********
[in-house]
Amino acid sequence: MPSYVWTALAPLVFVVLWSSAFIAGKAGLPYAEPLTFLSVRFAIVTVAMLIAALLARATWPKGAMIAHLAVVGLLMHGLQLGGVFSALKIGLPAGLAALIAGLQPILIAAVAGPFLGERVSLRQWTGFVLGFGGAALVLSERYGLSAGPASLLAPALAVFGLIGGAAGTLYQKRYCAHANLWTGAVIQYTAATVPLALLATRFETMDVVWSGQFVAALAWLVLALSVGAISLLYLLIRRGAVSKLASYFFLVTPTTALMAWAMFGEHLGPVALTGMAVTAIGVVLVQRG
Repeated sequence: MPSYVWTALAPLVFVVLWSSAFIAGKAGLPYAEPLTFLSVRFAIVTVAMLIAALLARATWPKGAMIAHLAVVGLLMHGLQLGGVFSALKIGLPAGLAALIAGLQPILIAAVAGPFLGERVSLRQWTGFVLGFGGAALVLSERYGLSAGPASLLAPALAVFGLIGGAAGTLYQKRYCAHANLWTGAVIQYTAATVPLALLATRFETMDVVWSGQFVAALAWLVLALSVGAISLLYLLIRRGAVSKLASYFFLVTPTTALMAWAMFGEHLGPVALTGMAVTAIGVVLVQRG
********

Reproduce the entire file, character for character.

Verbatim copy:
[in-house]
Amino acid sequence: MPSYVWTALAPLVFVVLWSSAFIAGKAGLPYAEPLTFLSVRFAIVTVAMLIAALLARATWPKGAMIAHLAVVGLLMHGLQLGGVFSALKIGLPAGLAALIAGLQPILIAAVAGPFLGERVSLRQWTGFVLGFGGAALVLSERYGLSAGPASLLAPALAVFGLIGGAAGTLYQKRYCAHANLWTGAVIQYTAATVPLALLATRFETMDVVWSGQFVAALAWLVLALSVGAISLLYLLIRRGAVSKLASYFFLVTPTTALMAWAMFGEHLGPVALTGMAVTAIGVVLVQRG
Repeated sequence: MPSYVWTALAPLVFVVLWSSAFIAGKAGLPYAEPLTFLSVRFAIVTVAMLIAALLARATWPKGAMIAHLAVVGLLMHGLQLGGVFSALKIGLPAGLAALIAGLQPILIAAVAGPFLGERVSLRQWTGFVLGFGGAALVLSERYGLSAGPASLLAPALAVFGLIGGAAGTLYQKRYCAHANLWTGAVIQYTAATVPLALLATRFETMDVVWSGQFVAALAWLVLALSVGAISLLYLLIRRGAVSKLASYFFLVTPTTALMAWAMFGEHLGPVALTGMAVTAIGVVLVQRG